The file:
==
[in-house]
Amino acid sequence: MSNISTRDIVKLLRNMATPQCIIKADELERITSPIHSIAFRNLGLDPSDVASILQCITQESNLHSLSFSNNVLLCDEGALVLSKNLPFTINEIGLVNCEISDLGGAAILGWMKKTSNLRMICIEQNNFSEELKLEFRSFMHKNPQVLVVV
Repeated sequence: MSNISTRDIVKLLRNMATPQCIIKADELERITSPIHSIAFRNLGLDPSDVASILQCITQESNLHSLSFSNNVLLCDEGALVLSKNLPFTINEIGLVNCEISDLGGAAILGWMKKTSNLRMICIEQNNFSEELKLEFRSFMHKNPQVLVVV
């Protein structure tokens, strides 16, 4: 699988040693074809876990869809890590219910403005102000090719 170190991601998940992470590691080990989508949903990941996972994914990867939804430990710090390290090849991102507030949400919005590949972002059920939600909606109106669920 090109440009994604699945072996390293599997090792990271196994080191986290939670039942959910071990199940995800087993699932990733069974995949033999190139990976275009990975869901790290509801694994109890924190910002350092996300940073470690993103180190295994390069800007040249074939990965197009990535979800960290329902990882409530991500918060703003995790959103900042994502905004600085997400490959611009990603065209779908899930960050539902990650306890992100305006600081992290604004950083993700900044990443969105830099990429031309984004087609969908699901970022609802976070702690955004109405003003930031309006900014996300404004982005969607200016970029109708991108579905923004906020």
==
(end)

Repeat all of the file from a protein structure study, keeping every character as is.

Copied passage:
[in-house]
Amino acid sequence: MSNISTRDIVKLLRNMATPQCIIKADELERITSPIHSIAFRNLGLDPSDVASILQCITQESNLHSLSFSNNVLLCDEGALVLSKNLPFTINEIGLVNCEISDLGGAAILGWMKKTSNLRMICIEQNNFSEELKLEFRSFMHKNPQVLVVV
Repeated sequence: MSNISTRDIVKLLRNMATPQCIIKADELERITSPIHSIAFRNLGLDPSDVASILQCITQESNLHSLSFSNNVLLCDEGALVLSKNLPFTINEIGLVNCEISDLGGAAILGWMKKTSNLRMICIEQNNFSEELKLEFRSFMHKNPQVLVVV
């Protein structure tokens, strides 16, 4: 699988040693074809876990869809890590219910403005102000090719 170190991601998940992470590691080990989508949903990941996972994914990867939804430990710090390290090849991102507030949400919005590949972002059920939600909606109106669920 090109440009994604699945072996390293599997090792990271196994080191986290939670039942959910071990199940995800087993699932990733069974995949033999190139990976275009990975869901790290509801694994109890924190910002350092996300940073470690993103180190295994390069800007040249074939990965197009990535979800960290329902990882409530991500918060703003995790959103900042994502905004600085997400490959611009990603065209779908899930960050539902990650306890992100305006600081992290604004950083993700900044990443969105830099990429031309984004087609969908699901970022609802976070702690955004109405003003930031309006900014996300404004982005969607200016970029109708991108579905923004906020």